Let’s get in the Persuasion Wayback Machine and travel back to 1984 for a demonstration of Green Dissonance and an illustration of the More Things Change, the More They Stay the Same.
Kantola, Syme, and Campbell tested the impact of a simple dissonance manipulation, hypocrisy, on actual household energy use in this Journal of Applied Psychology research published in 1984. Homeowners were surveyed prior to the persuasion manipulation to determine those folks who viewed themselves as especially Green (“personal duty to conserve energy!”) and had above average home energy use. These strong, but inconsistent Greens were randomly assigned to one of four conditions.
1. Dissonance plus feedback group plus tips (dissonance group)
Subjects in this group were informed that they were high consumers of electricity and that they had said in the earlier survey that they felt it was their duty to save electricity. They also received a pamphlet and card listing ways to reduce the electricity consumed by air conditioners, together with a note informing them that dishwashers also use a lot of electricity.
2 Feedback plus tips group (feedback group)
Subjects in this group were notified that they were high consumers of electricity, they also received a pamphlet and card listing ways to reduce electricity consumption. No mention of “duty to save” was included in this letter.
3. Tips-only group (tips group)
Subjects in this group received only the pamphlet and card listing ways to reduce electricity consumption.
4. Control group
Subjects in this group received only the thank-you letter and the postage-paid postcard requesting further conservation information that was sent to all groups.
The researchers read home meters during two week intervals following the mailing to measure actual home energy usage. Here’s the table for each of the four groups and their energy use in the two intervals and for the total use.
Just eyeballing those means you can see that the Dissonance group used less energy than any other group. The difference is most pronounced in comparing Dissonance to Control (a Medium plus Windowpane of approximately 30/70) and to Feedback (a Medium Windowpane of about 35/65). There was no statistically significant difference between Dissonance versus the Tips group.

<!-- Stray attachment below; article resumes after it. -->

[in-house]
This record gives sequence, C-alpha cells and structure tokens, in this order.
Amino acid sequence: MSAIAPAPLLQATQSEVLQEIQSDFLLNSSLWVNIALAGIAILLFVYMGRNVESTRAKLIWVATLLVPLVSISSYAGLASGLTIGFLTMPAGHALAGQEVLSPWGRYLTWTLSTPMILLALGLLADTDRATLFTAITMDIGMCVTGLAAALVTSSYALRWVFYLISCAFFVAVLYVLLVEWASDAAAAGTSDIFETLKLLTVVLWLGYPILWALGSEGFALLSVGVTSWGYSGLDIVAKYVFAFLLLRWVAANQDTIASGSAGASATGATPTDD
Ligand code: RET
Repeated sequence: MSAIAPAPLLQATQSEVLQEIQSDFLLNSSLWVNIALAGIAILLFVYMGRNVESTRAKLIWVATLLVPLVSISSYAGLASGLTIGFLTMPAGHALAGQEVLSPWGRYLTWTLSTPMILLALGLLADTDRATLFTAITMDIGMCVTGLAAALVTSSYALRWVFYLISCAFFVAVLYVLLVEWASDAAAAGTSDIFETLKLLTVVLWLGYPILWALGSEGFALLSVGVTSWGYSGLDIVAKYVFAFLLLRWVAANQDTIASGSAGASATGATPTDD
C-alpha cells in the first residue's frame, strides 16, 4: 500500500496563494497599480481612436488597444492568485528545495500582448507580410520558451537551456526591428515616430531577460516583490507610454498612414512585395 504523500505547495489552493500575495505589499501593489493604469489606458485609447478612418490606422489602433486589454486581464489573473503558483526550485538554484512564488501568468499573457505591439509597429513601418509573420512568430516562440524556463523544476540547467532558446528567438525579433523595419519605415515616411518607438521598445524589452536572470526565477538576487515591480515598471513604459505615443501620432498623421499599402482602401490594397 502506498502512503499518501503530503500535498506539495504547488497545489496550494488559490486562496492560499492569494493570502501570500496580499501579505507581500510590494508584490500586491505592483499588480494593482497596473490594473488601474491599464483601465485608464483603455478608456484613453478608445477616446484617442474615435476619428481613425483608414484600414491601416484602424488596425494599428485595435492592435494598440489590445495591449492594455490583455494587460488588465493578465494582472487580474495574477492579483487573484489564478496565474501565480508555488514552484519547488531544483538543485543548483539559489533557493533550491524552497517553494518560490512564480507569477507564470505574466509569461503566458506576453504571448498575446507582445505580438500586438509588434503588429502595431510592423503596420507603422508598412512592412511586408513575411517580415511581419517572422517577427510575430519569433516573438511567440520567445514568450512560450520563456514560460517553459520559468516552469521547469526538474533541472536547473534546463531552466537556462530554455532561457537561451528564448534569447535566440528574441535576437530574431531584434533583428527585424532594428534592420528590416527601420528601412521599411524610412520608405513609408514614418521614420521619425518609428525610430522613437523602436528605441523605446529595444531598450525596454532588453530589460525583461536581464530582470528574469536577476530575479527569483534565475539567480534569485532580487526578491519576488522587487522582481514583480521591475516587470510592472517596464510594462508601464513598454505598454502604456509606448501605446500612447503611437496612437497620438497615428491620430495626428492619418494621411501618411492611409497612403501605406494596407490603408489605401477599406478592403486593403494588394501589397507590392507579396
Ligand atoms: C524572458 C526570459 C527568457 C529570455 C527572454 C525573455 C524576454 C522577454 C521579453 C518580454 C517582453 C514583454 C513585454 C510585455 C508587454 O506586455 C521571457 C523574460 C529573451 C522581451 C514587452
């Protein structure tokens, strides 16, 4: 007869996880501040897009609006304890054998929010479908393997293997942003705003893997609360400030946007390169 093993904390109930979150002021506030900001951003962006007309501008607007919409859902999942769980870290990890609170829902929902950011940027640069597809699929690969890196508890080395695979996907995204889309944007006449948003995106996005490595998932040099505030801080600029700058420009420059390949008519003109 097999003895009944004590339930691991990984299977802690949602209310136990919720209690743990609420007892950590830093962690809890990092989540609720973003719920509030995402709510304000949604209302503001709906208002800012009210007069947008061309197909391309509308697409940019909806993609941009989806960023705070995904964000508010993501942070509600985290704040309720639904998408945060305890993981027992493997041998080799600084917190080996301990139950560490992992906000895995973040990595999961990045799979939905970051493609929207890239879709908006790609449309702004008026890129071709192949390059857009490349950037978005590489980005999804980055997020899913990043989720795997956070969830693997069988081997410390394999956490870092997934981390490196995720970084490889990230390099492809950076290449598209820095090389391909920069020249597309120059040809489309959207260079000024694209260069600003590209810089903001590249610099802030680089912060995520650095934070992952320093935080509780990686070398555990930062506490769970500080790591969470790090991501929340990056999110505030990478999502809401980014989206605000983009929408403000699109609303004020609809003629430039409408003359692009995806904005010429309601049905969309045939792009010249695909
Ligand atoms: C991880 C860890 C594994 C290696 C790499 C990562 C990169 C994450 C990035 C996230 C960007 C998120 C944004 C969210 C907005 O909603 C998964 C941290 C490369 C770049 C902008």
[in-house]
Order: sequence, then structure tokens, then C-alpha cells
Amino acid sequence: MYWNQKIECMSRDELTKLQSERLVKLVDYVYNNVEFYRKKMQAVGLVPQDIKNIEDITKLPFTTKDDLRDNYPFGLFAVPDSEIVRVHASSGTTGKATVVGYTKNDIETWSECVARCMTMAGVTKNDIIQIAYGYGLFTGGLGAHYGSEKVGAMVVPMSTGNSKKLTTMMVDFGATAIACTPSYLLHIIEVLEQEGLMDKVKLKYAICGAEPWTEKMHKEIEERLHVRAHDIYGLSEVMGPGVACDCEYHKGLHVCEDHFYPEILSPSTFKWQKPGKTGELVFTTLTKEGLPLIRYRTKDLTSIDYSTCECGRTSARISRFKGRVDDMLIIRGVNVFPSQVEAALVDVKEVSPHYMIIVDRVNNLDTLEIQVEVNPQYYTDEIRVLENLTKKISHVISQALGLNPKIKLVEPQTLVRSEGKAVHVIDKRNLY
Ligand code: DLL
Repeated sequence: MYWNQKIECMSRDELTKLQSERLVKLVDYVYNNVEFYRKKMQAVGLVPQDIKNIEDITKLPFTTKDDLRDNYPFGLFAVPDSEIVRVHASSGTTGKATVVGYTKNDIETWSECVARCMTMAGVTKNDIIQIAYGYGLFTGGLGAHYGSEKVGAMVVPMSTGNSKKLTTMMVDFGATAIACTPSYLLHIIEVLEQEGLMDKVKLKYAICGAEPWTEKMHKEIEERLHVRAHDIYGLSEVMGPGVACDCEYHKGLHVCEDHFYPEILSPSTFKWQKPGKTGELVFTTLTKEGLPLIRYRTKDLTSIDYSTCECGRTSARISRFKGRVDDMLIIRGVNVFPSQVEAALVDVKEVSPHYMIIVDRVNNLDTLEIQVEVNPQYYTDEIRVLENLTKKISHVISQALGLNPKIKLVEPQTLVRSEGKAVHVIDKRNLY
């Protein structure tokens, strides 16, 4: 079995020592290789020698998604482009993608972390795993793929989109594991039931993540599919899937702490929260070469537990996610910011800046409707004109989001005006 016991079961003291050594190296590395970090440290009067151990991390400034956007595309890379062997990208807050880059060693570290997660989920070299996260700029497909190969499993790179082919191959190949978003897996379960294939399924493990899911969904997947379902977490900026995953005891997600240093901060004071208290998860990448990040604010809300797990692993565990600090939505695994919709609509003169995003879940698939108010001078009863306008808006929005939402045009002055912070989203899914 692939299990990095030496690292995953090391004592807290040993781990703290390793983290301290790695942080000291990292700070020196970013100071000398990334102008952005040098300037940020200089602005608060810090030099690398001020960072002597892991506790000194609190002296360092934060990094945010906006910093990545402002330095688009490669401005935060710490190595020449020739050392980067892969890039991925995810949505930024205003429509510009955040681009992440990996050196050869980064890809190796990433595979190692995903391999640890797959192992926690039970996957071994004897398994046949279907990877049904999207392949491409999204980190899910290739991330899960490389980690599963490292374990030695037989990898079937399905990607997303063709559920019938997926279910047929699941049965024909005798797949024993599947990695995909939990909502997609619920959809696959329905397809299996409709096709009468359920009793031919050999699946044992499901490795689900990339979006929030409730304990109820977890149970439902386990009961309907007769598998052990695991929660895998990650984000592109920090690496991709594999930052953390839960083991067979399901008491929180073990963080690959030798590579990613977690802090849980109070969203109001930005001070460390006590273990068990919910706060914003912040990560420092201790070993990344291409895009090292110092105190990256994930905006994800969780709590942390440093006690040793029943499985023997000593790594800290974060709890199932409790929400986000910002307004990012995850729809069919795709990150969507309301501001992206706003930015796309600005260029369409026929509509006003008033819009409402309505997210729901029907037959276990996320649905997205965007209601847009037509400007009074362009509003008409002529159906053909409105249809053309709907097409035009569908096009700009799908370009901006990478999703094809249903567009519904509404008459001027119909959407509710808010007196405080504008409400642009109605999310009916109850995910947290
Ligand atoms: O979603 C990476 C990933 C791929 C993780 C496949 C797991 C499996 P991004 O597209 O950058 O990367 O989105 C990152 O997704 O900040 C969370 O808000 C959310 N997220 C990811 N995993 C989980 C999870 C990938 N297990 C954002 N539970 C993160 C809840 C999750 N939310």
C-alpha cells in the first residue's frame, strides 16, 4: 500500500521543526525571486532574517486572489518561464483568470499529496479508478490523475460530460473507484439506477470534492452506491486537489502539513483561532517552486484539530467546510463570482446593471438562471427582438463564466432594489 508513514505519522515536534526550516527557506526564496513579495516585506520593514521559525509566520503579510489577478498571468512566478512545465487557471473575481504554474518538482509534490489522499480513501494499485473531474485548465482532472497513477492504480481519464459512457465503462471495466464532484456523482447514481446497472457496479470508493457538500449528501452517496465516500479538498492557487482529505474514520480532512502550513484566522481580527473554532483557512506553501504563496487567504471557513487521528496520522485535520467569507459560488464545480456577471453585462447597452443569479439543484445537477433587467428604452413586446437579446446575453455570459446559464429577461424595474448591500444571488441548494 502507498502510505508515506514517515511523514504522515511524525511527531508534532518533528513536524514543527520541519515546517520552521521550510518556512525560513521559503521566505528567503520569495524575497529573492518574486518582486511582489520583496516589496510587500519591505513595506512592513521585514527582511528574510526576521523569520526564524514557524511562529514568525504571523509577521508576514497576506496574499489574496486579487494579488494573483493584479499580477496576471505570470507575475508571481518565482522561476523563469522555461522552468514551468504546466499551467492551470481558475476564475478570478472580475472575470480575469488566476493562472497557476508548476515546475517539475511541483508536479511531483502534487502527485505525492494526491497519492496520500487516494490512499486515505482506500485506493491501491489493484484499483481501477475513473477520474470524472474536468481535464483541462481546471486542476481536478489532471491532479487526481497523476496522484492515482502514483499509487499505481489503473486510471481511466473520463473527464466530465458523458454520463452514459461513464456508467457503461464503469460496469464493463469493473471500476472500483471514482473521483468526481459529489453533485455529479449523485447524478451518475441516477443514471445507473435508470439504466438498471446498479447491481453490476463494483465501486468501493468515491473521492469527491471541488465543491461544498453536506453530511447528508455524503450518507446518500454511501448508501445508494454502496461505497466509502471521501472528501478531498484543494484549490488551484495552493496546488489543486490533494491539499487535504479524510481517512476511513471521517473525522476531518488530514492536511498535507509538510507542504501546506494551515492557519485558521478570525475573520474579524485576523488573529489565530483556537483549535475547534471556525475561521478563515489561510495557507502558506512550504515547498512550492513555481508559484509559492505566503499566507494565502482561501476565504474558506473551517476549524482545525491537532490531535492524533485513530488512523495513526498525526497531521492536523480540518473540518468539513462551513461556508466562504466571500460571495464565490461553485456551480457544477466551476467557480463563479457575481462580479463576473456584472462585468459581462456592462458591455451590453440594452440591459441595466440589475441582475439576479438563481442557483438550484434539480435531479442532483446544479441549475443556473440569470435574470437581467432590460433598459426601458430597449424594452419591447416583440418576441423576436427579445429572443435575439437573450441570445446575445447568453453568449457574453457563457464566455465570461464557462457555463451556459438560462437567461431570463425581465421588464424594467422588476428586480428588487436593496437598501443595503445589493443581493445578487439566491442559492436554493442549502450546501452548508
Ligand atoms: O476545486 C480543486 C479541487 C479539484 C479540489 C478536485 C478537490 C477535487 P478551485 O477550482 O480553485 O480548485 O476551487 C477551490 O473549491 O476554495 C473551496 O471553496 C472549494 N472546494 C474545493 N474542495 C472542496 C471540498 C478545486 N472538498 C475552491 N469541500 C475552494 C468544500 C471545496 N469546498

In Dissonance terms, that letter which highlighted the inconsistency between self proclaimed energy attitudes and actual energy use triggered a hypocrisy threat based on the obvious discrepancy between what you say and what you do. That hypocritical discrepancy motivated Dissonance which then motivated the drive to reduce that unpleasant psychological state. The easiest way to cut the hypocrisy was to change the behavior – consume less energy.
Consider now just how simple and practical this effect is. You need to get that public declaration of a strong position. (And, you know it is not topic specific. The jazz here is from the strong position and not just on Green, right?) Then, just nail the hypocrisy in a clear, unadorned statement of inconsistency. Don’t dwell on it. Don’t nag on it. Don’t nanny it. Just point out the inconsistency, then move on to desirable TACTs that will help the Other Guy resolve the Dissonant Hypocrisy. (Hey, if you are in the Lifestyle Police Department, do you understand why your zeal gets in the way?)
Underline the effect sizes compared to status quo type actions (feedback from your Uncle Earl). This simple persuasion play moves concrete, observable, and countable behavior change. You don’t need a play the size of Gone with the Wind to get a practical change.
Also see the Dissonance play producing fairly strong immediate change (the first two week interval) that does not continue into the next interval. Longer tracking might reveal complete decay suggesting that this Dissonance play was closer to the CLARCCS Cue of Commitment/Consistency rather than a deep Dissonance play. The design of the experiment does not permit strong inferences here, but these limited data certainly suggest a Peripheral Route operation. We can easily envision inconsistent Greens reading the letter then stomping over to the thermostat. And they monitor that for a few days until they forget.
Finally, remember this research was done in the 1980s, thirty years ago. Anyone who thinks that Green is a New New Thing is either Under 30 or merely thinks like that. Back then we were remembering the cry, Don’t Trust Anyone Over 30. On this topic, we need to invert that saying!
Hypocrisy has its uses. Go Green!